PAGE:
AIMS: (i) To compare actual developments of alcohol-related harm in Sweden with estimates derived prior to major policy changes in 1995 and (ii) to estimate the effects on consumption and alcohol-related harm of reducing alcohol prices in Sweden. DESIGN: Alcohol effect parameters expressing the strength of the relationship between overall alcohol consumption and different alcohol-related harms were obtained from ARIMA (Auto Regressive Integrated Moving Average) time-series analyses. MEASUREMENTS: Measures of Swedish alcohol-related mortality (liver cirrhosis, alcoholic psychosis, alcoholism and alcohol poisoning), accident mortality, suicide, homicide, assaults and sickness absence from 1950 to 1995. FINDINGS: Previous estimates of alcohol-related harm based on changes in alcohol consumption for the period 1994-2002 for Sweden were, in some cases (e.g. violent assaults and accidents), relatively close to the actual harm levels, whereas in other cases (e.g. homicides, alcohol-related mortality and suicide) they diverged from observed harm levels. A tax cut by 40% on spirits and by 15% on wine is estimated to increase total per capita alcohol consumption by 0.35 litre. This increase is estimated to cause 289 additional deaths, 1627 additional assaults and 1.6 million additional sickness absence days. CONCLUSIONS: The estimates of future changes in harm based upon even relatively modest increases in alcohol consumption produce considerable negative effects, with large economic consequences for the Swedish economy. The additional alcohol-related deaths, for instance, amount to more than half the number of yearly traffic fatalities in Sweden.
AIM: The purpose of the study was to assess the relationship between aggregate alcohol consumption and sickness absence in Sweden. DATA AND METHODS: Two indicators of sickness absence were used, one based on sickness insurance data, the other on data from the labour force surveys. Alcohol consumption was gauged by sales of pure alcohol (100%) per inhabitant 15 years of age and older. Because changes in the economy may affect alcohol consumption as well as sickness absence, two macroeconomic indicators were included as control variables: unemployment and real wages. The study period was 1935-2002. The data were analysed through the Box-Jenkins method for time-series analyses. FINDINGS: A 1-litre increase in total consumption was associated with a 13% increase in sickness absence among men (P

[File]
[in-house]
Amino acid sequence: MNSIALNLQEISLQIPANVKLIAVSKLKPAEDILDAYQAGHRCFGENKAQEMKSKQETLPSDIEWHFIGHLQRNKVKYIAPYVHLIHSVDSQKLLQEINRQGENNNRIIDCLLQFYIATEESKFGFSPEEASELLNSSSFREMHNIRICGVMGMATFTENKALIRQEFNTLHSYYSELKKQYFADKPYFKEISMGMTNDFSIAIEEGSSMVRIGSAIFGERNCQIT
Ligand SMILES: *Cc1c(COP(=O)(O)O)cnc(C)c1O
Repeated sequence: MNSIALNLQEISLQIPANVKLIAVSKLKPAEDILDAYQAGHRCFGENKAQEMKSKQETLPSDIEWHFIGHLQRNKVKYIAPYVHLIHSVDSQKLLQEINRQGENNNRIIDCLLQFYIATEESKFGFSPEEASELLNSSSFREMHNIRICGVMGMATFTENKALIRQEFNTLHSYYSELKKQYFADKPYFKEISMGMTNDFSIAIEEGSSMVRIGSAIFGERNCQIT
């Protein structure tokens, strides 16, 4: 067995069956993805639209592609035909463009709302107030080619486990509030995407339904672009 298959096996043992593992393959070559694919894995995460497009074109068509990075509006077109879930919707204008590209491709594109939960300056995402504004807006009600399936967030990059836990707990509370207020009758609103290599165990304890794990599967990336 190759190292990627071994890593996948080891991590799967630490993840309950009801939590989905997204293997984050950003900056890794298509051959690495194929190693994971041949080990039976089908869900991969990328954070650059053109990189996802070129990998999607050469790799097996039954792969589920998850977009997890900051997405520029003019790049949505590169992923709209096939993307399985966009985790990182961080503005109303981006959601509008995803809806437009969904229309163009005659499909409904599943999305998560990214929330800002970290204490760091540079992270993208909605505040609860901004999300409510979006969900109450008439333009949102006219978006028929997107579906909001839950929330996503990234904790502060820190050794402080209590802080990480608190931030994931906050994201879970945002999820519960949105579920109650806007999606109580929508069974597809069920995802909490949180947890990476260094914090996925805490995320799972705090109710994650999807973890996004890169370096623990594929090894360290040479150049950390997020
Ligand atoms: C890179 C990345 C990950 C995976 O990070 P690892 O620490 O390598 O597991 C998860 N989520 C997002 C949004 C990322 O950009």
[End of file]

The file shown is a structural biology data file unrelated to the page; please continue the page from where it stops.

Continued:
BACKGROUND: There is only one previous study addressing the relationship between population drinking and sickness absence. That study, based on Swedish time-series data, showed a statistically significant relationship between per capita alcohol consumption and the male sickness absence rate. Estimates suggested that a 1-l increase in consumption was associated with a 13% increase in sickness absence among men. In the present study, we aim at replicating and expanding the Swedish study on the basis of data for Norway. METHODS: The outcome measure comprised annual data for Norway on registered sickness absence for manual employees covering the period 1957-2001. The unemployment rate was included as a control, as this factor may be correlated with alcohol as well as sickness absence. Alcohol consumption was gauged by sales of alcohol (total and beverage specific by beer, spirits and wine) per inhabitant 15 years and above. The data were analysed using the Box-Jenkins method for time-series analysis. RESULTS: The results suggested that a 1-l increase in total consumption was associated with a 13% increase in sickness absence among men (P
BACKGROUND: Many important social determinants of health are also the focus for social policies. Welfare states contribute to the resources available for their citizens through cash transfer programmes and subsidised services. Although all rich nations have welfare programmes, there are clear cross-national differences with respect to their design and generosity. These differences are evident in national variations in poverty rates, especially among children and elderly people. We investigated to what extent variations in family and pension policies are linked to infant mortality and old-age excess mortality. METHODS: Infant mortality rates and old-age excess mortality rates were analysed in relation to social policy characteristics and generosity. We did pooled cross-sectional time-series analyses of 18 OECD (Organisation for Economic Co-operation and Development) countries during the period 1970-2000 for family policies and 1950-2000 for pension policies. FINDINGS: Increased generosity in family policies that support dual-earner families is linked with lower infant mortality rates, whereas the generosity in family policies that support more traditional families with gainfully employed men and homemaking women is not. An increase by one percentage point in dual-earner support lowers infant mortality by 0.04 deaths per 1000 births. Generosity in basic security type of pensions is linked to lower old-age excess mortality, whereas the generosity of earnings-related income security pensions is not. An increase by one percentage point in basic security pensions is associated with a decrease in the old age excess mortality by 0.02 for men as well as for women. INTERPRETATION: The ways in which social policies are designed, as well as their generosity, are important for health because of the increase in resources that social policies entail. Hence, social policies are of major importance for how we can tackle the social determinants of health.
Comment In: Lancet. 2008 Nov 8;372(9650):160718994644
Comment In: Lancet. 2008 Nov 8;372(9650):1609-1018994647